5 Page: 4 Decision No. 1457/13 There was nothing observed at the collision scene that would have prevented the operator of the [worker s truck] from seeing the [respondent employer s truck] prior to the collision. The weather and road conditions at the time of the collision were not a factor. The fact that the [respondent employer s truck] was parked in a lane of traffic without its four way flashers on was a factor in this collision. The evidence I observed at the collision scene indicated that the [worker s truck] was travelling westbound on the Highway #403 onramp to Highway #401. The speed was not a factor in this collision. For unknown reasons, the operator of the Freightliner failed to notice that he was parked in a lane of traffic. Although the lane markings were partially obscured by snow and slush, the lanes were still clearly visible. I noted that the front passenger s side wheel was parked on top of the rumble strip located along the north side of the Highway. The Freightliner had travelled a short distance over the rumble strip prior to stopping. As the Freightliner was slowing to stop, the operator would have felt a slight rumble while driving over the strip. It was unknown why the operator of the Freightliner failed to notice the rumble strip that he had driven on prior to stopping his vehicle. If the operator of the Freightliner had parked his motor vehicle and trailer on the north shoulder of the Highway or exited at the next off ramp that was approximately two kilometres west of the collision scene, this collision would have been avoided. [18] The Technical Traffic Collision Investigation Report concluded that the fact that the respondent employer s truck was parked in a lane of traffic without its four-way flashers on was a factor in this collision, 1 but it does not necessarily rule out other contributing factors. I find that the WSIB s adjudication appropriately took into account that there was no evidence that the deceased worker attempted to brake, turn, or otherwise avoid the stopped truck and appropriately allocated a small proportion of the costs to the accident employer as a result. In this regard, the Technical Traffic Collision Investigation Report includes the following information that is relevant to the issue: 1 Emphasis added. In the area of the collision scene, there were two onramp lanes from the westbound Highway 403 onto Highway 401. Both these lanes ended west of the Highway 403 overpass with the north lane ending first. Road signs were posted indicating the ramp lanes were ending at Highway 401. The respondent employer s vehicle was in the north onramp lane. The worker thereby would have had the opportunity to avoid the respondent employer s truck by switching to the other lane. Another tractor trailer driver drove by the scene just before the accident and provided a statement to the police. She confirmed that traffic was very light and the roadway was dry. She noticed the parked truck and trailer on the north ramp lane underneath the highway light. The fact that traffic was light would suggest that there would have been an opportunity to change lanes to avoid the stopped truck. According to this witness, All the truck and trailer lights were on at this time, but she did notice that the four-way hazard lights were not on. She also noted that the interior lights were on in the truck but the driver was not visible as she passed. This is contrary to the employer's representative s assertion in submissions of October 22, 2009 that there were no lights on It is undisputed that the four-way flashers were not on (nor were there flares set as the respondent employer s driver had not yet left his vehicle), but the truck and trailer lights were on, providing some visibility.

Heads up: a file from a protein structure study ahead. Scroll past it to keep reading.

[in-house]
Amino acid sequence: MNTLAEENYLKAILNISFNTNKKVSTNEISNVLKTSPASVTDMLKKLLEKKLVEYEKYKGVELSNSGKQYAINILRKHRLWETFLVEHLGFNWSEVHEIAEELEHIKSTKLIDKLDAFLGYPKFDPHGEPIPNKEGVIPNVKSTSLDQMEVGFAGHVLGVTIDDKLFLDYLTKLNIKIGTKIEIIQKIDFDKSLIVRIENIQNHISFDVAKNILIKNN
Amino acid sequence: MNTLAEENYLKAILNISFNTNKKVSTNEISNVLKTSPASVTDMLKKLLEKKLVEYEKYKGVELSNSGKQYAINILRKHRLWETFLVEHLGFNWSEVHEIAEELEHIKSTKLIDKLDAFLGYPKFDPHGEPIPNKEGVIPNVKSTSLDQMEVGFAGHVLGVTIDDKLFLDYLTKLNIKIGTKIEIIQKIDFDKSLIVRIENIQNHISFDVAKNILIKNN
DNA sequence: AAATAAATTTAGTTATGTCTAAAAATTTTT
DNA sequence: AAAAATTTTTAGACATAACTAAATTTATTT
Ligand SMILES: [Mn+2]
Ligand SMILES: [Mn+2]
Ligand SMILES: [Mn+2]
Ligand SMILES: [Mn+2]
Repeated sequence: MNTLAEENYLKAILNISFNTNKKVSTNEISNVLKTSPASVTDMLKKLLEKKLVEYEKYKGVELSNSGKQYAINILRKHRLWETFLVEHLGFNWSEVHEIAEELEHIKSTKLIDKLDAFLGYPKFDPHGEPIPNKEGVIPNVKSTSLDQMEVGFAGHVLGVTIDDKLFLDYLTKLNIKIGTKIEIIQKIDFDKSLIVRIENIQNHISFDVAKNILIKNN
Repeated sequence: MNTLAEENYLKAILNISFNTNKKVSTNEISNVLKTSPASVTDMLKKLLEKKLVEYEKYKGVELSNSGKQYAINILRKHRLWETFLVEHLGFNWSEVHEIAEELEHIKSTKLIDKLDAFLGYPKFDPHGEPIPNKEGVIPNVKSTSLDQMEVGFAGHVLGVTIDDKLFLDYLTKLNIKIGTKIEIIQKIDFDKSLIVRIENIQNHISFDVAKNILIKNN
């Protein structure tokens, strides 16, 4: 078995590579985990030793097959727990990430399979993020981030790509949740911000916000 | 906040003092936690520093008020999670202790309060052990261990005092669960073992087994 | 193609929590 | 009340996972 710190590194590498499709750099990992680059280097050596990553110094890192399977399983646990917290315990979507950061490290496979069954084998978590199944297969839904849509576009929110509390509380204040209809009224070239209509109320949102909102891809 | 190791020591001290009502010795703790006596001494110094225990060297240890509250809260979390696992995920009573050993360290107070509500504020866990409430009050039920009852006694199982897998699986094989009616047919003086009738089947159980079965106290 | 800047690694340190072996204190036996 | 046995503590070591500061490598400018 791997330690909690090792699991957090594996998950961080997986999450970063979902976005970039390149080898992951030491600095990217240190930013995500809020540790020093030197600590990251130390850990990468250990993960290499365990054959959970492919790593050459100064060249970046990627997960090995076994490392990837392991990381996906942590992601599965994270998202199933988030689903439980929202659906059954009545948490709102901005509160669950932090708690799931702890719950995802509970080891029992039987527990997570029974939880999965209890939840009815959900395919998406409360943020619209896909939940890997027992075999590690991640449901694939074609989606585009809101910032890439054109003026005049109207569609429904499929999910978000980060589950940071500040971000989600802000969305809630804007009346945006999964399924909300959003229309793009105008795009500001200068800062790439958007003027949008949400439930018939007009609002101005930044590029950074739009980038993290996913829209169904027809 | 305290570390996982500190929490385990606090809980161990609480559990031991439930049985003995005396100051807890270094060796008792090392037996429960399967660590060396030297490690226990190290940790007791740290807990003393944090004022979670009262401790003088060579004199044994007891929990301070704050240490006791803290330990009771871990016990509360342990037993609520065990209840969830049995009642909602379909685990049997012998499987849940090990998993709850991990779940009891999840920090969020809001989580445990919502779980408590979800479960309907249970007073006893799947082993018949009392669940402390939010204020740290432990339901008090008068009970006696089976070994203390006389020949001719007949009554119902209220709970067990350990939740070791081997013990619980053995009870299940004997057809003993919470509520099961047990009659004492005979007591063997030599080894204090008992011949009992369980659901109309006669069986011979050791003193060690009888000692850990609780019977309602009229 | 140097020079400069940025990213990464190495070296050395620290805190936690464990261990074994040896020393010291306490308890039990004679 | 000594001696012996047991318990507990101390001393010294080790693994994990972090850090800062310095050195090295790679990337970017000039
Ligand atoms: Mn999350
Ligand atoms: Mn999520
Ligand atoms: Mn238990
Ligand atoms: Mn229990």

6 Page: 5 Decision No. 1457/13 The markings on the road at the scene indicated that the tires of the worker s truck were freely rolling and did not show any sign of braking prior to the truck colliding with the rear of the respondent employer s trailer. This shows that no attempt was made to brake, thereby lessening the impact of the crash. Since the witness who provided the statement to police had passed the scene prior to the accident, it is evident that the respondent employer s truck did not stop suddenly in front of the worker s vehicle without an opportunity for worker to apply the brakes or take evasive maneuvers. The roadway was flat and the view was unobstructed. The collision report also notes that there was nothing at the scene that would have prevented the worker from seeing the parked truck prior to the collision. The weather and road conditions were not a factor. This supports the allocation of a small portion of the costs to the employer s account. [19] In previous submissions to the WSIB, the employer's representative relied upon the decision of the Ontario Superior Court of Justice in Allied Systems (Can) v. Sullivan Estate, [2005] O.J.703, in support of the submission that the respondent employer s driver was negligent. This decision addressed civil actions arising out of a fatal motor vehicle accident on the southbound lanes of Highway 400 at Holland Marsh near the Canal Road turnoff at 8:10 a.m. on December 30, Mr. Sullivan had parked his motor vehicle in the right lane to check his windshield fluid line. He did not turn on his four-way hazard lights and was standing outside of his vehicle. Ms. Kerr was the driver of a blue Chevrolet. She had to swerve suddenly to avoid collision with Mr. Sullivan s vehicle. Mr. Adams was the driver of a tractor trailer car carrier that collided with Mr. Sullivan s vehicle. Mr. Adams was following approximately 200 feet behind Ms. Kerr s vehicle before she swerved. The judgment describes the collision in part as follows: On seeing the stopped Blazer and Mr. Sullivan beside it after the Kerr van had swerved, Mr. Adams hit his brake hard. Mr. Stuart driving beside him confirmed that he did so. Mr. Adams realized he could not go to his left or stop safely and so steered for the shoulder. He braked again, probably less heavily as he left no skid marks. The momentum of the trailer twisted the rear end of the tractor in a counter clockwise direction as the trailer headed for the ditch, landing on its right side in the ditch. The twisting of the tractor caused it to start rolling clockwise onto its right wheels as it passed to the right of Ms. Campbell and headed back into the right lane. The tractor was at about a 20º angle on its right wheels when its left front bumper and grille struck the Blazer in its right rear. The Blazer was thrust forward and spun violently counterclockwise. As it started to do so Mr. Sullivan was struck by the left front headlight and thrown up, striking the left side of the windshield and landing in the centre lane. The Blazer was struck a second time as it was spinning by a Honda on top of the rolling tractor. The Blazer ended up in the centre and left lanes facing northeast, about 24 m. ahead of the point of impact. The tractor ended up in the right lane on its right side about 30 m. ahead of the point of impact facing southeast. [20] The primary issue in that case was the negligence, if any, of Mr. Sullivan and/or Mr. Adams in this accident. Cameron J. cited the following relevant statutory provisions: All drivers have a duty to other users of a highway to use reasonable care not to create, or permit to continue, circumstances which could result in harm to other users of the road. That duty of care includes compliance with the rules of the road in or made under the Highway Traffic Act ( HTA ).